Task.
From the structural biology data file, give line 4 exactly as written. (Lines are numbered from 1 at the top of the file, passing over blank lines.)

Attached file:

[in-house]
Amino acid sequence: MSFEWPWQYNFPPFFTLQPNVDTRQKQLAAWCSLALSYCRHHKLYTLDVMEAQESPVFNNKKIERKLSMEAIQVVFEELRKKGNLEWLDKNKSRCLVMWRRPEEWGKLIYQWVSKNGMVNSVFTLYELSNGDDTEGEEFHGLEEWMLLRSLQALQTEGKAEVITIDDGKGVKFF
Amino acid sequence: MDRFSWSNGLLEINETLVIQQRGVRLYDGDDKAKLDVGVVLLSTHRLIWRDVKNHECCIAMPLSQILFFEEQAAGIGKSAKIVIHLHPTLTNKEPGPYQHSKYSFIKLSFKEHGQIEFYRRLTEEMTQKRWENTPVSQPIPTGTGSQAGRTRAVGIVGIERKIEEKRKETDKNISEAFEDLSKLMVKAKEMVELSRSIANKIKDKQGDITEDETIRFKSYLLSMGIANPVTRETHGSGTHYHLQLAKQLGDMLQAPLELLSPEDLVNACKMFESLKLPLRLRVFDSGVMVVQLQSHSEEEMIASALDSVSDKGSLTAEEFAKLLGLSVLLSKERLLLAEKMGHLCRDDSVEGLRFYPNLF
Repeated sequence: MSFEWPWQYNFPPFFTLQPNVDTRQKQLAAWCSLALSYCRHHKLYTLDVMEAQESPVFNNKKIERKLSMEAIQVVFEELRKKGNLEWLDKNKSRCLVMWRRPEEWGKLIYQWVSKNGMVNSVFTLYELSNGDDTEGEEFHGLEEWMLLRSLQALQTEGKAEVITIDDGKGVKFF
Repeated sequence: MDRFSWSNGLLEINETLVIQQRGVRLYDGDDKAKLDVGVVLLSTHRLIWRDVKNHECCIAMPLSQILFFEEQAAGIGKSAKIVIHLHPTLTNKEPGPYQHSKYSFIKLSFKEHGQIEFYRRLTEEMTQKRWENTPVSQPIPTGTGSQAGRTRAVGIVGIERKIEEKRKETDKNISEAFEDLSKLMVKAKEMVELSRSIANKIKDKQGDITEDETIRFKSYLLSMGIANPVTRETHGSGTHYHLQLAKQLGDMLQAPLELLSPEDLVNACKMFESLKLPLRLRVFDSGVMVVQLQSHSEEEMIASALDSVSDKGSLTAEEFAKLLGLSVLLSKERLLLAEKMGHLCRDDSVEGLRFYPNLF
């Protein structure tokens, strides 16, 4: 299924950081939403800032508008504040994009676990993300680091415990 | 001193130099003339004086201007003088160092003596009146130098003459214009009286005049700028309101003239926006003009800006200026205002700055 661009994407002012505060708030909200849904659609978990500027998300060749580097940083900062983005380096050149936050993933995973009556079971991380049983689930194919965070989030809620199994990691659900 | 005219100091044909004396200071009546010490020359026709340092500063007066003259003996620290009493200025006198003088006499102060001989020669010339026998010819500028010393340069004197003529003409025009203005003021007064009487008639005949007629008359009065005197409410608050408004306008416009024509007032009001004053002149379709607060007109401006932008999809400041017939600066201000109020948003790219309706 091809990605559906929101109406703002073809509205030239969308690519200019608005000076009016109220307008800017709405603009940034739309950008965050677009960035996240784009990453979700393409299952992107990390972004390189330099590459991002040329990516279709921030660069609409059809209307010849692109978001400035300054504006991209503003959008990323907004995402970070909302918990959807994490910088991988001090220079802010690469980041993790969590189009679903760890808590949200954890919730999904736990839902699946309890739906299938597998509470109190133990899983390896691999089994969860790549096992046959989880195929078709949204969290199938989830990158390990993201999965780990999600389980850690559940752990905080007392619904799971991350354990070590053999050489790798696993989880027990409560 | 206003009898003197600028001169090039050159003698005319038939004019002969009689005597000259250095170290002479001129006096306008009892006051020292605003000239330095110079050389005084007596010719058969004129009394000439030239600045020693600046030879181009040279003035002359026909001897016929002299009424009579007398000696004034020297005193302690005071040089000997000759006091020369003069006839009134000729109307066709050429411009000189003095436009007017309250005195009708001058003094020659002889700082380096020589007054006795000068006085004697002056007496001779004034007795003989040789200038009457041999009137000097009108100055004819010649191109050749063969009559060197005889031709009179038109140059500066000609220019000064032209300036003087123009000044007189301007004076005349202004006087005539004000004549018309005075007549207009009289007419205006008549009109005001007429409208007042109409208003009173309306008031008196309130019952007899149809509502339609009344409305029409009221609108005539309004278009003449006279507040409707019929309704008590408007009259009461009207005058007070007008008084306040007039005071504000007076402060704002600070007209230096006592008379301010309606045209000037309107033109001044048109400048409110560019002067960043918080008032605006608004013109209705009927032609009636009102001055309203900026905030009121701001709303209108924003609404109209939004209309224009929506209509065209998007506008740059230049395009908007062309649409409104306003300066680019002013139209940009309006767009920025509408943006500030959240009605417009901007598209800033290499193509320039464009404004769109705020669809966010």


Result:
Repeated sequence: MSFEWPWQYNFPPFFTLQPNVDTRQKQLAAWCSLALSYCRHHKLYTLDVMEAQESPVFNNKKIERKLSMEAIQVVFEELRKKGNLEWLDKNKSRCLVMWRRPEEWGKLIYQWVSKNGMVNSVFTLYELSNGDDTEGEEFHGLEEWMLLRSLQALQTEGKAEVITIDDGKGVKFF